Now that that’s being said, let’s explore what to see in La Rioja Alavesa.
The capital of Laguardia
This small town in Alava is a real delight for the senses. Strolling through its medieval streets, you will get to know its walls by entering its churches or knowing its people, which is the real pleasure for those who come to Laguardia, capital of the Rioja Alavesa.
Its medieval essence is breathed in every corner, but, without any doubt, the church of Santa María de los Reyes and, especially, its portico, are authentic treasures.
With its door of pointed arches, said church maintains the original polychrome, built in carved stone in the late fourteenth century and painted only twice throughout its history. Although it has not been restored since the seventeenth century, this portico is a well-kept jewel of Laguardia, making the town even more unique.
Also, in addition to getting to know this town, visiting the wineries of Laguardia is an essential part of any wine route in the whole of Spain. From wineries full of tradition and beauty such as El Fabulista, 7 meters deep and constructed under a 17th century palace.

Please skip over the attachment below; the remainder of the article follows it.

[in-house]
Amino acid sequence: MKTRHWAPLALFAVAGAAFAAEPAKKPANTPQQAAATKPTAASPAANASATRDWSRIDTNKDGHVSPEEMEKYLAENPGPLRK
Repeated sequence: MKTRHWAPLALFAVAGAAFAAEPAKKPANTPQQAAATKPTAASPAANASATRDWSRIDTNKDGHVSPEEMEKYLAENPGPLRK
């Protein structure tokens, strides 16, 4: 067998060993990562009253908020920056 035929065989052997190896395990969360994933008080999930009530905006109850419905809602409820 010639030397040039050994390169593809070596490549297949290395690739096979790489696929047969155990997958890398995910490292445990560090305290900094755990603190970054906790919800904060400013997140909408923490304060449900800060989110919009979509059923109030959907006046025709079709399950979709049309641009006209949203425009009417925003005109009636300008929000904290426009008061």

These wineries were build with modern and avant-garde architecture, such as the Ysios winery, designed by Santiago Calatrava, a famous personality, not only in Spain, but in all the world, being a renown architect, specialist in bridges and towers.
All of this being said, we suggest that you take a guided tour of Laguardia and book a visit to the Campillo wineries or the Solar de Samaniego wineries.
If you cannot go on your own to the capital of the Rioja Alavesa, a good option is to make an excursion to Laguardia and two wineries of the Rioja Alavesa leaving from San Sebastián in a bus or taxi. In any case, the town is a must in any guide to visit the Rioja Alavesa.
Elciego and the Marqués de Riscal Hotel
If Laguardia is the most beautiful town to see in La Rioja Alavesa, Elciego is not far behind in said beauty. This is, without a doubt, one of the most charming villages in the area.
What will amaze you the most in Elciego is the contrast between the small medieval village and some buildings that give it a more modern point of view, symbolizing the transition between old and modern times.